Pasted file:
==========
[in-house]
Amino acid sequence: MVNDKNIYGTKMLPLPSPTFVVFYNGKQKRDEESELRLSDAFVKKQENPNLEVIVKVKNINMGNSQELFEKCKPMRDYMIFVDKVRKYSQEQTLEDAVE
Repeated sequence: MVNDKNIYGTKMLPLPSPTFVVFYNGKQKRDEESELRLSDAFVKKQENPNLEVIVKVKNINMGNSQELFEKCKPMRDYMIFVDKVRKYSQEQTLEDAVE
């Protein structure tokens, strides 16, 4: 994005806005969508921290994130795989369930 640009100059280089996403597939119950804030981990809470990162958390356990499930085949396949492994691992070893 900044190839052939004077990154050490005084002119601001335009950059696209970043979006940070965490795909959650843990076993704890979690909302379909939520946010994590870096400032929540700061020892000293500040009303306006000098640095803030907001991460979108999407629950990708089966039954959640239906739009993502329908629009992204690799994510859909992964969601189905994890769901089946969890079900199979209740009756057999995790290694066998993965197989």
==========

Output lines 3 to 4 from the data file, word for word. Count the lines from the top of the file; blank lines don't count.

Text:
Repeated sequence: MVNDKNIYGTKMLPLPSPTFVVFYNGKQKRDEESELRLSDAFVKKQENPNLEVIVKVKNINMGNSQELFEKCKPMRDYMIFVDKVRKYSQEQTLEDAVE
């Protein structure tokens, strides 16, 4: 994005806005969508921290994130795989369930 640009100059280089996403597939119950804030981990809470990162958390356990499930085949396949492994691992070893 900044190839052939004077990154050490005084002119601001335009950059696209970043979006940070965490795909959650843990076993704890979690909302379909939520946010994590870096400032929540700061020892000293500040009303306006000098640095803030907001991460979108999407629950990708089966039954959640239906739009993502329908629009992204690799994510859909992964969601189905994890769901089946969890079900199979209740009756057999995790290694066998993965197989």